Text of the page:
An environmental engineer at Duke University plans to develop a novel sewage system that will produce enough heat to kill bacteria and viruses most commonly associated with human waste.

Duke University announced that for less than $100 and only a few days of work, a single family in an undeveloped country can construct a solid waste disposal system that not only processes the waste but requires no electricity or additional energy while destroying harmful pathogens.

Marc Deshusses, professor of civil and environmental engineering at Duke’s Pratt School of Engineering envisions a simple system that can be constructed with everyday items designed specifically for Third World countries, where the disposal of solid human waste and the corresponding spread of disease is a leading health concern.

"People in countries that lack proper sanitation for their sewage desperately need a disposal method that is cheap, simple to implement and maintain, and reliable," Deshusses said. "We believe the proposed system could represent a major advance in environmental and health protection for developing countries."

The Bill and Melinda Gates Foundation, an organization that works to help people lead a good and healthy life granted Deshusses $100,000 to move his ideas from the laboratory to field-testing in 18 months.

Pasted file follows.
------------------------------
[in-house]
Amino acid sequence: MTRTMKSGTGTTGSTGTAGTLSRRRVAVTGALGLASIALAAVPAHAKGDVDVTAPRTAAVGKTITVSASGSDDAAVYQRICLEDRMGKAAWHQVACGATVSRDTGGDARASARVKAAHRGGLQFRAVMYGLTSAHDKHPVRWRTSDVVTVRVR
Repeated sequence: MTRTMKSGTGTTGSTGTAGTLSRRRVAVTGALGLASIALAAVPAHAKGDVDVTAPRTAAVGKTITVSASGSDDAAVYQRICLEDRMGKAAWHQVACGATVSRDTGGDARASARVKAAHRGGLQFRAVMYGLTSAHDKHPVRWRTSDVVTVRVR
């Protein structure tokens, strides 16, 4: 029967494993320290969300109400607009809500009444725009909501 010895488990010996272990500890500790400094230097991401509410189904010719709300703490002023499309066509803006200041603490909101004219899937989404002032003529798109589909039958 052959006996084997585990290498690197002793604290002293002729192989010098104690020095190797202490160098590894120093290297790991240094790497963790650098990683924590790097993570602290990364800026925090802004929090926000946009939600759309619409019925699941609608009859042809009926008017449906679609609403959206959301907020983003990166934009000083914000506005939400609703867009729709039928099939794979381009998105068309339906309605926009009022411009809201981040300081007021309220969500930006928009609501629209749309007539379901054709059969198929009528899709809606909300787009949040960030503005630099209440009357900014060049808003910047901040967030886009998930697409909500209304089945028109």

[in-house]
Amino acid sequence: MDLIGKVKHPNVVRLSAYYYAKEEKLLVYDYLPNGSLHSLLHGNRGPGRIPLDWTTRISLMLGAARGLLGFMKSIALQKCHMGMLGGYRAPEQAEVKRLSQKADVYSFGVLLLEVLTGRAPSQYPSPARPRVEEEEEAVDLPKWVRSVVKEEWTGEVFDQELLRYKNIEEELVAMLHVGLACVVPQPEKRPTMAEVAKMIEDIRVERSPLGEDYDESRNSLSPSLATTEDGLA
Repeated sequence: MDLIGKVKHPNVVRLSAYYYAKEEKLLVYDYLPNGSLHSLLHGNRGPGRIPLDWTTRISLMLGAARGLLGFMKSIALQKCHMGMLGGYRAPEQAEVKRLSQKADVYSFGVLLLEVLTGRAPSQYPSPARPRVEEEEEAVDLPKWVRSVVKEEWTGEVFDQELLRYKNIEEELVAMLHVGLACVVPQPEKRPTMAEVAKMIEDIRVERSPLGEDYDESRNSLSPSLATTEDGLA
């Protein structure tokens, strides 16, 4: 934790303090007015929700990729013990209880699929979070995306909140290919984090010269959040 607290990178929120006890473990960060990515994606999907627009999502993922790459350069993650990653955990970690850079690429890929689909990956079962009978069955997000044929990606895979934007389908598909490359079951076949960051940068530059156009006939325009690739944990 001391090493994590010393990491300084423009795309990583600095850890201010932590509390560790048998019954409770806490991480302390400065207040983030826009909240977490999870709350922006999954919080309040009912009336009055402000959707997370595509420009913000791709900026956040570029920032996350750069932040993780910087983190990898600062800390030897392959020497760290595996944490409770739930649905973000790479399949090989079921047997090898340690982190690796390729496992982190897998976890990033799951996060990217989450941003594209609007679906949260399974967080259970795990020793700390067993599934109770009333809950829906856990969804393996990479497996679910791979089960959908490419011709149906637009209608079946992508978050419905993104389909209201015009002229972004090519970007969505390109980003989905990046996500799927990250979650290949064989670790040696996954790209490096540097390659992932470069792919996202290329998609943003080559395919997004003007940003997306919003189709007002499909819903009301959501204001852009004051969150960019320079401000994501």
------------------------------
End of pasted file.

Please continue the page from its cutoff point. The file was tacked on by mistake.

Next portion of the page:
How Does it Work?

In the system Deshusses designed, the waste would be directed to a chamber, likely constructed of a PVC pipe, once the waste is sealed in the chamber, an oxygen-free, or anaerobic, environment, the bacteria will digest the waste by the production of methane gas, that does not escape into the environment.

"The system works much like septic tanks used in many rural communities," Deshusses said. "However, in septic tanks, the methane produced is released into the environment, which a lost opportunity as well as an environmental liability. As a greenhouse gas, methane is 25 times more potent than carbon dioxide."

The new approach captures the methane and burns it, creating enough heat to kill pathogens in the wastewater.

Additional organic materials, like leftover food scraps or animal waste, might need to be added along with the human waste to boost the amount of organic matter and increase the methane produced by the anaerobic microbes, said Deshusses.

Field Testing:

"The ultimate goal is to build a device which we will take to Las Mercedes, Honduras, where it will be tested during an eight-week civic engagement project in which Duke students work with local organizations," Deshusses said. The program is the national Engineers Without Borders (EWB) effort, of which the Duke chapter has active projects throughout the Third World.

If the field-testing is successful Deshusses plans to test the device in up to five additional countries to be identified with the assistance of the Gates Foundation.

"We believe in the power of innovation -- that a single bold idea can pioneer solutions to our greatest health and development challenges," said Chris Wilson, Director of Global Health Discovery for the Gates Foundation. "Grand Challenges Explorations seeks to identify and fund these new ideas wherever they come from, allowing scientists, innovators and entrepreneurs to pursue the kinds of creative ideas and novel approaches that could help to accelerate the end of polio, cure HIV infection or improve sanitation."